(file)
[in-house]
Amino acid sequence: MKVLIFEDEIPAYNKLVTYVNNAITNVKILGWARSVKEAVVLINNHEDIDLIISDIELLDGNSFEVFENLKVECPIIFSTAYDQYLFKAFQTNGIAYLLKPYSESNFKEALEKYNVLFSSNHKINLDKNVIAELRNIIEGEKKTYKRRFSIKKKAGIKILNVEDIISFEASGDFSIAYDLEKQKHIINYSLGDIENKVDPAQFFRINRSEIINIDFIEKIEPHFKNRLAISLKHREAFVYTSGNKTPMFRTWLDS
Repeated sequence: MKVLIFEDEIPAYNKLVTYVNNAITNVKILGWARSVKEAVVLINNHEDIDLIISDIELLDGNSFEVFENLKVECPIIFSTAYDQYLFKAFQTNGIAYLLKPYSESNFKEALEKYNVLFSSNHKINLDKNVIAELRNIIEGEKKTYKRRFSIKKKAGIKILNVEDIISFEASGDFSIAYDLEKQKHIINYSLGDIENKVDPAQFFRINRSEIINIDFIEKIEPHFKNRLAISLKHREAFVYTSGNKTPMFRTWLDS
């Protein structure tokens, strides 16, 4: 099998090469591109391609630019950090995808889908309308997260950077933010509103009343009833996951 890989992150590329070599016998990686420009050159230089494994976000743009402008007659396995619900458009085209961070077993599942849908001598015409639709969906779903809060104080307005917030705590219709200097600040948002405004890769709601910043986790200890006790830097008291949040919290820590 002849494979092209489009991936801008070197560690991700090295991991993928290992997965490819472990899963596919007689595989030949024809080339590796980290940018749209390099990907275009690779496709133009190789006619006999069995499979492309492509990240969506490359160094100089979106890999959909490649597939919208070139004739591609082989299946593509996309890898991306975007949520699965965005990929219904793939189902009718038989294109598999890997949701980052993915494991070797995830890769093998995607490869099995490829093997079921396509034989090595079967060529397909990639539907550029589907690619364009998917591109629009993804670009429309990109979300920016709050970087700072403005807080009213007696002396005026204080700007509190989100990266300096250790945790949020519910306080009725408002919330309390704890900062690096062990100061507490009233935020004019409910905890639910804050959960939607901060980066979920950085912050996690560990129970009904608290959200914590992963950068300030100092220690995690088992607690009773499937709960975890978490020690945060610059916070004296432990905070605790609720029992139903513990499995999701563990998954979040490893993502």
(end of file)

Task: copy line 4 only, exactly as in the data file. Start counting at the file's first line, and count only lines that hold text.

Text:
């Protein structure tokens, strides 16, 4: 099998090469591109391609630019950090995808889908309308997260950077933010509103009343009833996951 890989992150590329070599016998990686420009050159230089494994976000743009402008007659396995619900458009085209961070077993599942849908001598015409639709969906779903809060104080307005917030705590219709200097600040948002405004890769709601910043986790200890006790830097008291949040919290820590 002849494979092209489009991936801008070197560690991700090295991991993928290992997965490819472990899963596919007689595989030949024809080339590796980290940018749209390099990907275009690779496709133009190789006619006999069995499979492309492509990240969506490359160094100089979106890999959909490649597939919208070139004739591609082989299946593509996309890898991306975007949520699965965005990929219904793939189902009718038989294109598999890997949701980052993915494991070797995830890769093998995607490869099995490829093997079921396509034989090595079967060529397909990639539907550029589907690619364009998917591109629009993804670009429309990109979300920016709050970087700072403005807080009213007696002396005026204080700007509190989100990266300096250790945790949020519910306080009725408002919330309390704890900062690096062990100061507490009233935020004019409910905890639910804050959960939607901060980066979920950085912050996690560990129970009904608290959200914590992963950068300030100092220690995690088992607690009773499937709960975890978490020690945060610059916070004296432990905070605790609720029992139903513990499995999701563990998954979040490893993502």